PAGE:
Through his nostalgic memories of Jane, we gain insight into the type of companionship Holden wants. He mentions that he knew he was happy when he was with Jane—this is a certitude that he is lacking at the present moment. His memories of Jane are especially touching because he describes a very deep emotional connection. Additionally, their moments of intimacy were subtle and extremely personal, free of any sort of posturing or phoniness.
The key moment of Jane and Holden’s relationship bears a curious resemblance to Holden’s present situation. After her stepfather’s intrusion, Jane is overwhelmed by a pain she cannot articulate, a deep sadness that she cannot put into words. Holden, full of silent compassion and understanding, knows what to do to help her through hard times. Now, he finds himself in a similar situation, struggling with a pain that he can’t talk about with anyone in the book, including the reader. He desperately needs the same deep, compassionate connection he says he once experienced with Jane.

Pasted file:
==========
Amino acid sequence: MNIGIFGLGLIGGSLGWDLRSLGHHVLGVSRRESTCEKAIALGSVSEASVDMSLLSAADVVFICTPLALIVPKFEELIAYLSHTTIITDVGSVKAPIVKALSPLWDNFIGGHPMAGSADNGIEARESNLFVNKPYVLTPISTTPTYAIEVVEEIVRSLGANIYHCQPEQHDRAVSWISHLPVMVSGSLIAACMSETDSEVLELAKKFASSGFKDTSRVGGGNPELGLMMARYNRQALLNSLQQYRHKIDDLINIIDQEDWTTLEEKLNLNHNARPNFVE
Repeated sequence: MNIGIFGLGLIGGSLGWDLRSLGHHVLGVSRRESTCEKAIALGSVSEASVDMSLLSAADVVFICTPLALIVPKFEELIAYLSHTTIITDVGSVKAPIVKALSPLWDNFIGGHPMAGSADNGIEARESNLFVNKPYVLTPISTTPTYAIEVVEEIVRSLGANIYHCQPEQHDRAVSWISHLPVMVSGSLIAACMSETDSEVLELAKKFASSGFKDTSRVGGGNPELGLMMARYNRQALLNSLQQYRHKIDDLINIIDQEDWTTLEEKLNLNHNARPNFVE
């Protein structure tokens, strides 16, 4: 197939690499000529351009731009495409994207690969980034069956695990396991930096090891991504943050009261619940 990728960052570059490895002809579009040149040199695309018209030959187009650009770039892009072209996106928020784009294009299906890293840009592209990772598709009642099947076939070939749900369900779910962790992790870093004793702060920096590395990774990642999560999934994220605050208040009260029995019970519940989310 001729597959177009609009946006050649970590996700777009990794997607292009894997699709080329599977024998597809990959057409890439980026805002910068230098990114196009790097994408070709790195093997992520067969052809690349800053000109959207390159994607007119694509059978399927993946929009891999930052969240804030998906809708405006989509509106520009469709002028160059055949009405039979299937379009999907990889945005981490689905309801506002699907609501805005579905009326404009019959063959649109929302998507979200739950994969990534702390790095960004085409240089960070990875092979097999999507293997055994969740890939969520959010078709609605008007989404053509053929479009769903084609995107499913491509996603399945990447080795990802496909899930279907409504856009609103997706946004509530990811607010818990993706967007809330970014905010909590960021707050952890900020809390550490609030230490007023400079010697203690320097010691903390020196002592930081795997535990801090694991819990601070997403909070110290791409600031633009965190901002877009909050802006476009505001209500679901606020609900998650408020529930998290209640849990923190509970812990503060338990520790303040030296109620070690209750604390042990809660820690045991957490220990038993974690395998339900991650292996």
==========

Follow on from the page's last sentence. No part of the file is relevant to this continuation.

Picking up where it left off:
Holden’s self-delusion and unreliability as a narrator continue to grow. When he enters the Lavender Room, he depicts himself as a wise-beyond-his-years, debonair playboy. But because the waiter refuses to serve him alcohol, and because the girls laugh at his advances, we doubt that Holden’s self-description is accurate. Holden rationalizes the girls’ dismissal of him by saying that they are silly tourist hicks. Although there does seem to be a bit of provincialism in their character, it’s fairly clear that the girls are amused by the situation and that they indulge Holden in his flirtation out of pity combined with a touch of mockery. Holden likes to imagine that he is a mature individual who perceptively sees all the hidden details around him, but in actuality he’s just a kid. Once again, Holden’s inability to understand the world around him—or, perhaps, his unwillingness to acknowledge the world around him—reveals his profound disconnection and isolation.